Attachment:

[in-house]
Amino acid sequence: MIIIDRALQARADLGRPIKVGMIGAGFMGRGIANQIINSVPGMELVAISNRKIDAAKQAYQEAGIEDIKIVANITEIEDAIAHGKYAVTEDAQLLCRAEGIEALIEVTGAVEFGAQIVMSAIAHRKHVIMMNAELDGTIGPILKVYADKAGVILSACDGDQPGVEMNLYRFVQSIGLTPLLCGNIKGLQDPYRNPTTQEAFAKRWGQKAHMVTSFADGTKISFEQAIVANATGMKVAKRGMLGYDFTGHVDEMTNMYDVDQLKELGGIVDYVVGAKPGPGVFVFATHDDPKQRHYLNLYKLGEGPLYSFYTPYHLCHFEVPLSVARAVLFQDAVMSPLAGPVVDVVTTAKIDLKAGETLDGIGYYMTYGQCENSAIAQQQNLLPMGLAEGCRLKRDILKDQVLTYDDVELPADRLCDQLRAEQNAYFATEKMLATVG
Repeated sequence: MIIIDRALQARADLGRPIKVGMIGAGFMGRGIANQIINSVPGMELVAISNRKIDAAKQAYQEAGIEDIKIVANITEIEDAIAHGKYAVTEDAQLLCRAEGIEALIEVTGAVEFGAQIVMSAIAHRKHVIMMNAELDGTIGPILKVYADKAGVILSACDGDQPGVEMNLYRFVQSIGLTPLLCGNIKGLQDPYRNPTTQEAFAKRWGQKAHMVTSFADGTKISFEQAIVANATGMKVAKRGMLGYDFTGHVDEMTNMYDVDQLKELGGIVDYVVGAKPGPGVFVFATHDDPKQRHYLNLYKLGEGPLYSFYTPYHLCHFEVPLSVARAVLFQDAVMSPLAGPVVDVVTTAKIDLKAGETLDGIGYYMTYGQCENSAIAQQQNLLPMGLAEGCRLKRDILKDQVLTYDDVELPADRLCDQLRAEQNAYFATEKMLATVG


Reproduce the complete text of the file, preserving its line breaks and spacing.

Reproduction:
[in-house]
Amino acid sequence: MIIIDRALQARADLGRPIKVGMIGAGFMGRGIANQIINSVPGMELVAISNRKIDAAKQAYQEAGIEDIKIVANITEIEDAIAHGKYAVTEDAQLLCRAEGIEALIEVTGAVEFGAQIVMSAIAHRKHVIMMNAELDGTIGPILKVYADKAGVILSACDGDQPGVEMNLYRFVQSIGLTPLLCGNIKGLQDPYRNPTTQEAFAKRWGQKAHMVTSFADGTKISFEQAIVANATGMKVAKRGMLGYDFTGHVDEMTNMYDVDQLKELGGIVDYVVGAKPGPGVFVFATHDDPKQRHYLNLYKLGEGPLYSFYTPYHLCHFEVPLSVARAVLFQDAVMSPLAGPVVDVVTTAKIDLKAGETLDGIGYYMTYGQCENSAIAQQQNLLPMGLAEGCRLKRDILKDQVLTYDDVELPADRLCDQLRAEQNAYFATEKMLATVG
Repeated sequence: MIIIDRALQARADLGRPIKVGMIGAGFMGRGIANQIINSVPGMELVAISNRKIDAAKQAYQEAGIEDIKIVANITEIEDAIAHGKYAVTEDAQLLCRAEGIEALIEVTGAVEFGAQIVMSAIAHRKHVIMMNAELDGTIGPILKVYADKAGVILSACDGDQPGVEMNLYRFVQSIGLTPLLCGNIKGLQDPYRNPTTQEAFAKRWGQKAHMVTSFADGTKISFEQAIVANATGMKVAKRGMLGYDFTGHVDEMTNMYDVDQLKELGGIVDYVVGAKPGPGVFVFATHDDPKQRHYLNLYKLGEGPLYSFYTPYHLCHFEVPLSVARAVLFQDAVMSPLAGPVVDVVTTAKIDLKAGETLDGIGYYMTYGQCENSAIAQQQNLLPMGLAEGCRLKRDILKDQVLTYDDVELPADRLCDQLRAEQNAYFATEKMLATVG